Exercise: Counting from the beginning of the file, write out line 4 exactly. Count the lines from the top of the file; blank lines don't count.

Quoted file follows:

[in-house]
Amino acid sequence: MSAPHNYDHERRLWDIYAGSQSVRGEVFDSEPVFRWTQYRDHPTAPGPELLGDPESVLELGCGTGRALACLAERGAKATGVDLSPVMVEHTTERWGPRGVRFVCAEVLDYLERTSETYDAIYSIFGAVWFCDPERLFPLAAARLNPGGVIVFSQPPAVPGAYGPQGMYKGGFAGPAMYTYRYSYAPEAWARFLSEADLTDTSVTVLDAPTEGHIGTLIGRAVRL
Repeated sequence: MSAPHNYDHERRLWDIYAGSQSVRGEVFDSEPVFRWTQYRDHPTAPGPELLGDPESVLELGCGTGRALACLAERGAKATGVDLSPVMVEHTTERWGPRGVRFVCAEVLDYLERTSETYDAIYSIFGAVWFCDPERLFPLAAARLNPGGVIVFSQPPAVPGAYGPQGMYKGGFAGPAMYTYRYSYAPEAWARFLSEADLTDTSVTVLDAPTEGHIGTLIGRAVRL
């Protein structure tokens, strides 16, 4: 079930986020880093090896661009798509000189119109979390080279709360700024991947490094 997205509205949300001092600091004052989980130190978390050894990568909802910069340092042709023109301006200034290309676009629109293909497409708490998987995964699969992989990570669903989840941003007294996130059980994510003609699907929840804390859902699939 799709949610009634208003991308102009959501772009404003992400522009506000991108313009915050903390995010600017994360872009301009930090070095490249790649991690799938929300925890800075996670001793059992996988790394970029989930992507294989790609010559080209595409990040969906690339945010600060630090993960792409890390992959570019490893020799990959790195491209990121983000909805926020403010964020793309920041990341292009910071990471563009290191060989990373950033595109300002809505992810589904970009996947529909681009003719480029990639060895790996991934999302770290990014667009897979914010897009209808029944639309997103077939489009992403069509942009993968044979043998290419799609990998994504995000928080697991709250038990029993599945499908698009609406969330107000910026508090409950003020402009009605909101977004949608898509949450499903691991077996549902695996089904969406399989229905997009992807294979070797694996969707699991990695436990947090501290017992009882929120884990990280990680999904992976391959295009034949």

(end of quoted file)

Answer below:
């Protein structure tokens, strides 16, 4: 079930986020880093090896661009798509000189119109979390080279709360700024991947490094 997205509205949300001092600091004052989980130190978390050894990568909802910069340092042709023109301006200034290309676009629109293909497409708490998987995964699969992989990570669903989840941003007294996130059980994510003609699907929840804390859902699939 799709949610009634208003991308102009959501772009404003992400522009506000991108313009915050903390995010600017994360872009301009930090070095490249790649991690799938929300925890800075996670001793059992996988790394970029989930992507294989790609010559080209595409990040969906690339945010600060630090993960792409890390992959570019490893020799990959790195491209990121983000909805926020403010964020793309920041990341292009910071990471563009290191060989990373950033595109300002809505992810589904970009996947529909681009003719480029990639060895790996991934999302770290990014667009897979914010897009209808029944639309997103077939489009992403069509942009993968044979043998290419799609990998994504995000928080697991709250038990029993599945499908698009609406969330107000910026508090409950003020402009009605909101977004949608898509949450499903691991077996549902695996089904969406399989229905997009992807294979070797694996969707699991990695436990947090501290017992009882929120884990990280990680999904992976391959295009034949």